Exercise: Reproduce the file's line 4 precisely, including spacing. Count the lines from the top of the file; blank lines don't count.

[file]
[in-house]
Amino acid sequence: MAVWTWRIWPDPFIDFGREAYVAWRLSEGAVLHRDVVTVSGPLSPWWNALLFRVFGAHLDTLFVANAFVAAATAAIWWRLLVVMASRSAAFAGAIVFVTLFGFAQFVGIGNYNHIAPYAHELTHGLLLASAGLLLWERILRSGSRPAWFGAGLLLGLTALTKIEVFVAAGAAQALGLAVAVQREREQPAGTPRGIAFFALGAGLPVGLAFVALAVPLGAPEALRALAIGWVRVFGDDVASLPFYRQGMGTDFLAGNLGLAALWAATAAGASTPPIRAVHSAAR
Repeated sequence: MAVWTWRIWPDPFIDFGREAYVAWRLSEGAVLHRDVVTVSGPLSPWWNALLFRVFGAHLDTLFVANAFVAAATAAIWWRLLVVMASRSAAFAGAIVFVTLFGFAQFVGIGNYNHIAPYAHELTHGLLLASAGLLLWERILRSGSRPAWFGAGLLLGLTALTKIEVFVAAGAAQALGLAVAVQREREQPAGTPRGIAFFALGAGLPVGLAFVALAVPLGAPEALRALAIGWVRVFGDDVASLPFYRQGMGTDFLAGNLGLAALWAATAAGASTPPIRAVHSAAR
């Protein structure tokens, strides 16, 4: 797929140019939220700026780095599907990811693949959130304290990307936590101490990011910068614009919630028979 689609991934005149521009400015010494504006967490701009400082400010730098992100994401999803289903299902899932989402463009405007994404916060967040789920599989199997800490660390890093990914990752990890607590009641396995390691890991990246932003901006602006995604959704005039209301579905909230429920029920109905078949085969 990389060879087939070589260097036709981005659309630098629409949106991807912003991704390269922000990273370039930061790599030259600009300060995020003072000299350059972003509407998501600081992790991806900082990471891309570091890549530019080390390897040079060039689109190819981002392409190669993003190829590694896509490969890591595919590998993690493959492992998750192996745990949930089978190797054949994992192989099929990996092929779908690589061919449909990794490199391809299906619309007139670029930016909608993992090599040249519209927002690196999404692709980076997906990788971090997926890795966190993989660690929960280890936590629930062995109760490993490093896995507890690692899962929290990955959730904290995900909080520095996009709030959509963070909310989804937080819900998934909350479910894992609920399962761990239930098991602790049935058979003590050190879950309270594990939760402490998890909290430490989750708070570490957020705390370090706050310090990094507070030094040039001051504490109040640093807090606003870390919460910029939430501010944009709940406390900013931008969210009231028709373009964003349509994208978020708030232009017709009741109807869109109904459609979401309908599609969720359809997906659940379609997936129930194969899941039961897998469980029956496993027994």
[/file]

């Protein structure tokens, strides 16, 4: 797929140019939220700026780095599907990811693949959130304290990307936590101490990011910068614009919630028979 689609991934005149521009400015010494504006967490701009400082400010730098992100994401999803289903299902899932989402463009405007994404916060967040789920599989199997800490660390890093990914990752990890607590009641396995390691890991990246932003901006602006995604959704005039209301579905909230429920029920109905078949085969 990389060879087939070589260097036709981005659309630098629409949106991807912003991704390269922000990273370039930061790599030259600009300060995020003072000299350059972003509407998501600081992790991806900082990471891309570091890549530019080390390897040079060039689109190819981002392409190669993003190829590694896509490969890591595919590998993690493959492992998750192996745990949930089978190797054949994992192989099929990996092929779908690589061919449909990794490199391809299906619309007139670029930016909608993992090599040249519209927002690196999404692709980076997906990788971090997926890795966190993989660690929960280890936590629930062995109760490993490093896995507890690692899962929290990955959730904290995900909080520095996009709030959509963070909310989804937080819900998934909350479910894992609920399962761990239930098991602790049935058979003590050190879950309270594990939760402490998890909290430490989750708070570490957020705390370090706050310090990094507070030094040039001051504490109040640093807090606003870390919460910029939430501010944009709940406390900013931008969210009231028709373009964003349509994208978020708030232009017709009741109807869109109904459609979401309908599609969720359809997906659940379609997936129930194969899941039961897998469980029956496993027994």